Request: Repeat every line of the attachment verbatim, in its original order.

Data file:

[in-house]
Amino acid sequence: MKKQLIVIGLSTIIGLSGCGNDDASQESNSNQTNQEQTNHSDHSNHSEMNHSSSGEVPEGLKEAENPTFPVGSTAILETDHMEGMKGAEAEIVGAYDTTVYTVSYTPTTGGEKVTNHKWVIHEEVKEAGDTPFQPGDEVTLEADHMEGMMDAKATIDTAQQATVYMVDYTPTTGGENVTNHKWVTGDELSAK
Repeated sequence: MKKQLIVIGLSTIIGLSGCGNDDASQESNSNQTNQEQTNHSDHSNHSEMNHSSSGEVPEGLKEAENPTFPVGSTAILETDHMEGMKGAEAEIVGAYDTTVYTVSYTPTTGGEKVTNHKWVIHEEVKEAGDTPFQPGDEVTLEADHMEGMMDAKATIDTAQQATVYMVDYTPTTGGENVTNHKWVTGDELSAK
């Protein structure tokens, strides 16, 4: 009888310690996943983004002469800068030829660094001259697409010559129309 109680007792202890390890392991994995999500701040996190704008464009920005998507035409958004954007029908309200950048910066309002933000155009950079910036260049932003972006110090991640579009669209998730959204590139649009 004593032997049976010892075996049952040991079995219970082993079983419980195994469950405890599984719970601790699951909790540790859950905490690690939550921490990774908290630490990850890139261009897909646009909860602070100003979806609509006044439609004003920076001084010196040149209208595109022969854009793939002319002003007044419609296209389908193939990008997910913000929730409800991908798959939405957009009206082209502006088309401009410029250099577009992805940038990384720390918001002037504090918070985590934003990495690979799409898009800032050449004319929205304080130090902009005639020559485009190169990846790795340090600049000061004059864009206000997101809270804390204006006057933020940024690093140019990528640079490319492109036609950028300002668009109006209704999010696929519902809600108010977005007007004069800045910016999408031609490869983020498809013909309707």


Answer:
[in-house]
Amino acid sequence: MKKQLIVIGLSTIIGLSGCGNDDASQESNSNQTNQEQTNHSDHSNHSEMNHSSSGEVPEGLKEAENPTFPVGSTAILETDHMEGMKGAEAEIVGAYDTTVYTVSYTPTTGGEKVTNHKWVIHEEVKEAGDTPFQPGDEVTLEADHMEGMMDAKATIDTAQQATVYMVDYTPTTGGENVTNHKWVTGDELSAK
Repeated sequence: MKKQLIVIGLSTIIGLSGCGNDDASQESNSNQTNQEQTNHSDHSNHSEMNHSSSGEVPEGLKEAENPTFPVGSTAILETDHMEGMKGAEAEIVGAYDTTVYTVSYTPTTGGEKVTNHKWVIHEEVKEAGDTPFQPGDEVTLEADHMEGMMDAKATIDTAQQATVYMVDYTPTTGGENVTNHKWVTGDELSAK
């Protein structure tokens, strides 16, 4: 009888310690996943983004002469800068030829660094001259697409010559129309 109680007792202890390890392991994995999500701040996190704008464009920005998507035409958004954007029908309200950048910066309002933000155009950079910036260049932003972006110090991640579009669209998730959204590139649009 004593032997049976010892075996049952040991079995219970082993079983419980195994469950405890599984719970601790699951909790540790859950905490690690939550921490990774908290630490990850890139261009897909646009909860602070100003979806609509006044439609004003920076001084010196040149209208595109022969854009793939002319002003007044419609296209389908193939990008997910913000929730409800991908798959939405957009009206082209502006088309401009410029250099577009992805940038990384720390918001002037504090918070985590934003990495690979799409898009800032050449004319929205304080130090902009005639020559485009190169990846790795340090600049000061004059864009206000997101809270804390204006006057933020940024690093140019990528640079490319492109036609950028300002668009109006209704999010696929519902809600108010977005007007004069800045910016999408031609490869983020498809013909309707």